Are Those Leaked Albums You Downloaded Really By Who They Claim To Be By?

noah | January 7, 2008 12:25 pm

Surely anyone reading this who downloads music has fallen prey to a fake leak now and again, since it’s not possible to inspect bum albums before you buy them the way one can with those high-end designer purses that mysteriously “fell off the back of a truck” before being sold on your less savory street corners. And oftentimes, those fakes are pretty easy to spot–take, for example, all the aspiring Vitamin Water moguls who labeled their freestyles with 50 Cent’s name. But if a group of pranksters calling themselves the Overdub Tampering Committee are serious about their claims, it may turn out that even the most diehard fans have been duped into downloading phony copies of leaks now and again:

We are a group of musicians who have downloaded newly leaked albums by popular artists, quickly recorded many subtle overdubs over the work, and then re-leaked it to the internet. We have done this for about three years now. We used all kinds of instruments with recording techniques that matched the audio quality of the album in question. We used a varied amount of re-leaking methods including but not limited to Soulseek, OiNK, The Pirate Bay, Limewire and zipped files hosted on sites like YouSendIt or Mediafire with links spread out on hundreds of message boards. Our turn over time was usually very small so often our version of the artist’s album was online for download within hours of its original leak. If you illegally download music on the internet the chances that our work is in your collection is very, very likely! In fact, you might have a whole lot of us!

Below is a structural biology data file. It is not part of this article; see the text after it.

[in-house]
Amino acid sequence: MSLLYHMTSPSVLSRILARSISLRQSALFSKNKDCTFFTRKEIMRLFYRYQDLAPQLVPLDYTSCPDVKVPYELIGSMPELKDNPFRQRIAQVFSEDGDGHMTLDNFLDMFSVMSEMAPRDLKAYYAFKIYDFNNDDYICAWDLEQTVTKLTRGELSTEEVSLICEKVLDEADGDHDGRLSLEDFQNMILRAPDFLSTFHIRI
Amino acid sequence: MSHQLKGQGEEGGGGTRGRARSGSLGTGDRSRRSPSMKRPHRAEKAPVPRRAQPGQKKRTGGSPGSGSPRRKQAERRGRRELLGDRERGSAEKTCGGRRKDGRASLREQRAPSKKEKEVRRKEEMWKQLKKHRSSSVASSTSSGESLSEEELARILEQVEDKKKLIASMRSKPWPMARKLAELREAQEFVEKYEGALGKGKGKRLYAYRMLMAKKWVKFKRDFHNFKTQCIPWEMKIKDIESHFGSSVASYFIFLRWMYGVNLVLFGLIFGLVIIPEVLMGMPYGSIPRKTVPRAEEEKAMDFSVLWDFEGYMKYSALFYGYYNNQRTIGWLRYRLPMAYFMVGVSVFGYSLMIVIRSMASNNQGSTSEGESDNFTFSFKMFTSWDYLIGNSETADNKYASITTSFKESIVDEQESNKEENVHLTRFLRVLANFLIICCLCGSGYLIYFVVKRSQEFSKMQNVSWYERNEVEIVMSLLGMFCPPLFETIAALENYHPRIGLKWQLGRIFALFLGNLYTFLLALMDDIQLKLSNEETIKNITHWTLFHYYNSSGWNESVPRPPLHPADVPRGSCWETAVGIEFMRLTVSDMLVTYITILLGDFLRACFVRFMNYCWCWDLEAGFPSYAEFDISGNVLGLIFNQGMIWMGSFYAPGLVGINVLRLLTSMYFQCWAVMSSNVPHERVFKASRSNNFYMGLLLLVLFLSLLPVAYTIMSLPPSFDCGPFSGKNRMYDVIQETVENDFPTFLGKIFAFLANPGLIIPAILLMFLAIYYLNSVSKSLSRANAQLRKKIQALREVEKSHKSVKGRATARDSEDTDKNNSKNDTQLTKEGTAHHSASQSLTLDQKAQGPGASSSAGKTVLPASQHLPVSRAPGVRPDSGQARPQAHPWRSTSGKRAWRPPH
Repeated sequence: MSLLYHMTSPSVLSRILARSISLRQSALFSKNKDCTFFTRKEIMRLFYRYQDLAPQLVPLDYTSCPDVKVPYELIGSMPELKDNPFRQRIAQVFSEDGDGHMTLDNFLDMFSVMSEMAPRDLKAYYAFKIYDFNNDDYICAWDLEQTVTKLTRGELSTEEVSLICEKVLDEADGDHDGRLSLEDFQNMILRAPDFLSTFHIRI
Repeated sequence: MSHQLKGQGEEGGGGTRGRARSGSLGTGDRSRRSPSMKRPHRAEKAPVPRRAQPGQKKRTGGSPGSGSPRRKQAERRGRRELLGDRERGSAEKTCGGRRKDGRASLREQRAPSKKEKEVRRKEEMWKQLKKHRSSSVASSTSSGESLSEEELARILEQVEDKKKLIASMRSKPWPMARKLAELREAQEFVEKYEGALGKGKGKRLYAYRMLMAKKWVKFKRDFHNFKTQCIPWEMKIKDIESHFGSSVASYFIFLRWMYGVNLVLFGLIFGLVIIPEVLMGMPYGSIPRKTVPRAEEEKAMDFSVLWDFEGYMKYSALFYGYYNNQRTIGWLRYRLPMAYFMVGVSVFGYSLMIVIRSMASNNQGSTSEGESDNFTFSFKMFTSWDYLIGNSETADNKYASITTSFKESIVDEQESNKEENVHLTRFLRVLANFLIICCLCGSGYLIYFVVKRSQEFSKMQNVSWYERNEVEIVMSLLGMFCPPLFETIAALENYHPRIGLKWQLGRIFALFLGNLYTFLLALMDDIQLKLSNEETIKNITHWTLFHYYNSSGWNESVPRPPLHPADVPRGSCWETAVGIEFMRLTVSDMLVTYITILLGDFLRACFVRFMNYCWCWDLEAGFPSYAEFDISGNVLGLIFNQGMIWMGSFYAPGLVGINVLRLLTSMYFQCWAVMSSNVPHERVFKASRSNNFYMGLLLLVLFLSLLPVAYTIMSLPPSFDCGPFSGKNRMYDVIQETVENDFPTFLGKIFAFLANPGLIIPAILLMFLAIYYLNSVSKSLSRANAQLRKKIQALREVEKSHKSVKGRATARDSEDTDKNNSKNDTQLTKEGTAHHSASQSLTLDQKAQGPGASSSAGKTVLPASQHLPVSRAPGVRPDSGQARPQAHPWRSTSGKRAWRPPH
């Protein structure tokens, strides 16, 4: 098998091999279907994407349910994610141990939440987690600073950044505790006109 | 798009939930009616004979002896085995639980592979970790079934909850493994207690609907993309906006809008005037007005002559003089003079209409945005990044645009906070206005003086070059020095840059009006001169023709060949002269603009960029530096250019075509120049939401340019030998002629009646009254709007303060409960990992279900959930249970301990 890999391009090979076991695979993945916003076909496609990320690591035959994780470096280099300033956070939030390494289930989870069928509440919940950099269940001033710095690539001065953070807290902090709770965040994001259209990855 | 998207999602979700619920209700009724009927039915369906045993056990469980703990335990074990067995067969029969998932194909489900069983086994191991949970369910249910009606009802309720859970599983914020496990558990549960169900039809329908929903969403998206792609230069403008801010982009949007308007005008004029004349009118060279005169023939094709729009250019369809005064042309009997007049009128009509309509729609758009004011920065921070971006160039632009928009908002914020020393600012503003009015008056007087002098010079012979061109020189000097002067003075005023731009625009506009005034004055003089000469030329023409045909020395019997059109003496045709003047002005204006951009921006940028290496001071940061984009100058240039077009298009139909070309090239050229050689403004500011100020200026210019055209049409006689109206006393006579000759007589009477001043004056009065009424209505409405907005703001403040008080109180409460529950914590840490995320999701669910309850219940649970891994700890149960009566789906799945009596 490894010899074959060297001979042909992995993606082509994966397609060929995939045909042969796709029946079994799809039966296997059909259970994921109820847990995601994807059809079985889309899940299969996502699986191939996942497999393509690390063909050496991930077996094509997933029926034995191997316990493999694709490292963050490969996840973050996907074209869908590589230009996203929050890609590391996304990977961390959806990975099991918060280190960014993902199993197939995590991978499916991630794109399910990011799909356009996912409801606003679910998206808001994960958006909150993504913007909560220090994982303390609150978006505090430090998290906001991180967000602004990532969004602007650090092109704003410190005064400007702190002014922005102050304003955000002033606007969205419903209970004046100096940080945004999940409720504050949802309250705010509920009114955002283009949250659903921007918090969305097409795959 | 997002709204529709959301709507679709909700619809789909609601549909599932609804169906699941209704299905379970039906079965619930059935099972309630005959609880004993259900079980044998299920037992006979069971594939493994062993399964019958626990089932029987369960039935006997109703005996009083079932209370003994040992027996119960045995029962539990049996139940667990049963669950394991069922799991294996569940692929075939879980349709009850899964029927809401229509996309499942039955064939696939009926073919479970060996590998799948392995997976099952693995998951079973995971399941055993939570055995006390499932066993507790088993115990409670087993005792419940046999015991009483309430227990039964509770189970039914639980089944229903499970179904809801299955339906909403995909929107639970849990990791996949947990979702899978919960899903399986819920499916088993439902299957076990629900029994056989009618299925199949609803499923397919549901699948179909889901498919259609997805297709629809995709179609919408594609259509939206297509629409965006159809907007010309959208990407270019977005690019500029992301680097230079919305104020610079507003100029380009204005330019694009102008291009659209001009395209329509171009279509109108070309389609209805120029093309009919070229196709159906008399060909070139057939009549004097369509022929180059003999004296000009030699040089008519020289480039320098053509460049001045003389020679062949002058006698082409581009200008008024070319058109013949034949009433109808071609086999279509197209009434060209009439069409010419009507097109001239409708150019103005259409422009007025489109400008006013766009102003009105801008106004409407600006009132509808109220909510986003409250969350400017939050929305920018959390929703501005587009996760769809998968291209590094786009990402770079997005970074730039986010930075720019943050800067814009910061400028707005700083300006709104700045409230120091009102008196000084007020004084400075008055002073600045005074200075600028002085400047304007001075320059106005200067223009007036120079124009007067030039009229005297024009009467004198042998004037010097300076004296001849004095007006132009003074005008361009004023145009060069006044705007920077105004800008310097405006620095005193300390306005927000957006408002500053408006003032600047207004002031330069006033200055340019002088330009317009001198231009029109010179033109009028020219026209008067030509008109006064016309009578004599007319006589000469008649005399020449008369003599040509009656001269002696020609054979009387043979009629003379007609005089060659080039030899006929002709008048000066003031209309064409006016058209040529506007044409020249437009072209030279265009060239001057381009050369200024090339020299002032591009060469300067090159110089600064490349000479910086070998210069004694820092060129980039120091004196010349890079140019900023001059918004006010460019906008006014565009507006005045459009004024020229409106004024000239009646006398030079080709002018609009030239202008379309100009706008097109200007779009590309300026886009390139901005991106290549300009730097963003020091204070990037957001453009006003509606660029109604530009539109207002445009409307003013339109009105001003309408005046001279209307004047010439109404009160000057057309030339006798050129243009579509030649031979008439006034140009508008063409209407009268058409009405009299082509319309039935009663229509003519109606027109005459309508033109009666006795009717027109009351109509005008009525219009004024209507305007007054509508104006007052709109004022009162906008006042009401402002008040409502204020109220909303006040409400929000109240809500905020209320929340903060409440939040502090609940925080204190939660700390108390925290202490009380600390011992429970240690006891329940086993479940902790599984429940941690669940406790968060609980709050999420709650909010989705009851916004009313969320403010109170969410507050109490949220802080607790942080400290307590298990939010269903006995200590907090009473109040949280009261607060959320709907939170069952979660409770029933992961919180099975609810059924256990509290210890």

The reason? Surprisingly, it isn’t self-promotion! Instead, it’s a much more noble cause: Fucking with people. No, really!

[O]ne day, about 4 years ago, one of us downloaded a newly leaked album by a very popular band. Excitedly listening to it for the first time we noticed a very out of place death metal song in the middle of the album. The obvious genre change and the ability to check the track listing and run time for each song on a reliable website made it easy to sniff out that this leak had been tampered with. We discarded the leaked files and waited patiently for the actual release where upon we bought it in a store.

This got us thinking: what if this problem got more insidious, subtle, and widespread? What if there was a network of musicians who got a hold of albums right as they leaked, added subtle yet very much additional overdubs all over the album, and then re-leaked it to the internet? We imagined a scenario where someone would get in a car with their friend, he would put on the new _____ album, and you would say, “Where’s all the piano parts?” to which the driver would say, “What piano parts? This album is all guitars and drums.” Finally, you would scratch your head and say, “Not my copy!”

It would be bewildering.

It would be irksome.

It would be annoying.

We set out to make that specific bewildering, annoyance a possibility.

Man, if this is true–and not the initial step of some annoying viral Web Sheriff promotion (or even an RIAA thing, although they do take time out from their manifesto to LOL at MediaDefender)–these guys are my new heroes. Unfortunately they don’t list their “accomplishments,” although they do claim that they’ve performed this little trick with their own albums after they’ve seen them leaked on OiNK et al. Anyone want to hazard a guess as to who might be involved in this merry band of pranksters? Because I’d love to buy any/all of them a drink.

The Overdub Tampering Committee [; HT Eric Harvey]